By Kymberli Hagelberg
Beacon Journal staff writer

The current state of race relations came home to Duane Crabbs in a report from his 11-year-old son a few months ago.

“Joshua came in one day from playing outside. He looked really upset. He said, `Daddy, Kennard called me a honky.’ ”

For Crabbs, it was a chance to give his son another lesson in race relations — something he and his wife do daily — but not always in such dramatic form. The Akron firefighter-paramedic and his wife, Lisa, have made a 20-year pact to live in an integrated neighborhood. The goal is to raise their young family — Joshua, 11, Bethany, 9, Hannah, 5, and Jonathan, 3 — in an environment in which race is not an issue.

Crabbs’ family is striving for their goal amid the backdrop of Clinton’s town meeting on race tomorrow. Clinton chose Akron as the first of four sites — in part because of the Coming Together Project, a community effort to improve race relations.

“In a lot of ways, President Clinton and Coming Together have focused attention here, but there’s still a lot of work to be done,” Crabbs said.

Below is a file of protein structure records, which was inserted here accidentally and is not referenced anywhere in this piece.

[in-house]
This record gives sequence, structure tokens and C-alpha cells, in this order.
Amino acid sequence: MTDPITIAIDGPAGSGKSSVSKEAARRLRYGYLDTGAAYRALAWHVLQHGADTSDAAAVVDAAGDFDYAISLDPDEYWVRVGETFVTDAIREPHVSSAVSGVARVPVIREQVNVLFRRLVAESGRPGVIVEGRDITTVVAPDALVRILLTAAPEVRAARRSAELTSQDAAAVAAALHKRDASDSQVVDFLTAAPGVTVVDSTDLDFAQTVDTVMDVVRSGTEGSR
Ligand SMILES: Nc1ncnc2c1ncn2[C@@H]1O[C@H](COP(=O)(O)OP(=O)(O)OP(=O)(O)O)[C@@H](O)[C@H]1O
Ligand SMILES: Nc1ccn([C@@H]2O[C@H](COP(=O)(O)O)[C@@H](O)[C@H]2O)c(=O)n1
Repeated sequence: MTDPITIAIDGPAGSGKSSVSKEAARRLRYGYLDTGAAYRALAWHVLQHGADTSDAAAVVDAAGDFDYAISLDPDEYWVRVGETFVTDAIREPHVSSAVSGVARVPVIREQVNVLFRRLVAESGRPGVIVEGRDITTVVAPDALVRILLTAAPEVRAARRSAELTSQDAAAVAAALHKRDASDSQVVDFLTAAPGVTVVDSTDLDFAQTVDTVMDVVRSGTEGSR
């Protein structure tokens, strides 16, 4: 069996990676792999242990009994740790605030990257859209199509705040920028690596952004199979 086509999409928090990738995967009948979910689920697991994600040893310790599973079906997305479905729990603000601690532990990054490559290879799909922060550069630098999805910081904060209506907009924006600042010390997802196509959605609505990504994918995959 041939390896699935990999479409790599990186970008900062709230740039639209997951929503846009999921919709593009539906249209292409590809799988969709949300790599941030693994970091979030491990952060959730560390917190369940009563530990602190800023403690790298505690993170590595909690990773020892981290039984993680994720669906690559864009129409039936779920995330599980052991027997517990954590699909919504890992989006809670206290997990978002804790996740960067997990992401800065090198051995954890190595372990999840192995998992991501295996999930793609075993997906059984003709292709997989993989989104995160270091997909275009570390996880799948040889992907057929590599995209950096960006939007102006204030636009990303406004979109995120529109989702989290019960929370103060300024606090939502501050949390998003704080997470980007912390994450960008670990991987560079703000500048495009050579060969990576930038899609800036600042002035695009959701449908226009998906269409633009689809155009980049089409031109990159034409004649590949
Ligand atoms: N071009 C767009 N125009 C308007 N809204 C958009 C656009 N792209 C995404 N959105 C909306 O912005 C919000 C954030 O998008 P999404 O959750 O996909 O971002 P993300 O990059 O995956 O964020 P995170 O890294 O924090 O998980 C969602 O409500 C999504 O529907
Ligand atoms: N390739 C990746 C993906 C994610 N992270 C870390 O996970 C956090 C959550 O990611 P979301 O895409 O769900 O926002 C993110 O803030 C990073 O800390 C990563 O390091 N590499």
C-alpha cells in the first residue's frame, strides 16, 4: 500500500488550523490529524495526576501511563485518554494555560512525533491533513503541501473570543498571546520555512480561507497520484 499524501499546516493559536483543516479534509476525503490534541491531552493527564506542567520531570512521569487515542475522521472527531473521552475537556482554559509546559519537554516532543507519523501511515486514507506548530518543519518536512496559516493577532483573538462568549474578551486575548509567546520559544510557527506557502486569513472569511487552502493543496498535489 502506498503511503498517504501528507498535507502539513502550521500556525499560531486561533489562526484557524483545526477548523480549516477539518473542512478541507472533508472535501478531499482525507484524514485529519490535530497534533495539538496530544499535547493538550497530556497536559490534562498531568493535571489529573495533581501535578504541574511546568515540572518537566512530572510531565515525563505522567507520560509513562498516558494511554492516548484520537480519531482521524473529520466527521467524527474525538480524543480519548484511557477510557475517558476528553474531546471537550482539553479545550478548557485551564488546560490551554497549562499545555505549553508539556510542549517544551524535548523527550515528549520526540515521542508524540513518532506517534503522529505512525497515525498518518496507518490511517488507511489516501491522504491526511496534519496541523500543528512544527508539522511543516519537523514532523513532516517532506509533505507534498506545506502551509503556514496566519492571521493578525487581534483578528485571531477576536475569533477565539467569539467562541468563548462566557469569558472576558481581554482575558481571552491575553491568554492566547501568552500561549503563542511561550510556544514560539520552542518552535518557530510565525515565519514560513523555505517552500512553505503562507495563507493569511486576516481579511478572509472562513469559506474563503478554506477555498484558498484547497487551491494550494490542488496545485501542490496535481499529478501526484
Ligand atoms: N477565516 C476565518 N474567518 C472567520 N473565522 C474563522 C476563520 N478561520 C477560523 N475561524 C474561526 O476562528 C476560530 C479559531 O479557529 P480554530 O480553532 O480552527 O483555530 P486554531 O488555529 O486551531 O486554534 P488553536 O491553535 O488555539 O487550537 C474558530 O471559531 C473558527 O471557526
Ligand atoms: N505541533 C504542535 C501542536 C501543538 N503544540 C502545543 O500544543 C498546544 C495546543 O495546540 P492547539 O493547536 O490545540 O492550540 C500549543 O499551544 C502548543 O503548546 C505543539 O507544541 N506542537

Last year, the Crabbs left their safe haven in West Akron and chose a new home on West South Street, again with racially mixed neighbors, but this time in one of the poorest neighborhoods of the inner city.

And things changed.

“Our yard became a gathering place again,” Crabbs said. “But one of the things we found out early was when the kids were left without supervision, a fight would inevitably break out.”

In every fight, the group would split along racial lines, which left Crabbs in the embarrassing position of having to explain a racial slur to his son — a foreign concept for the boy.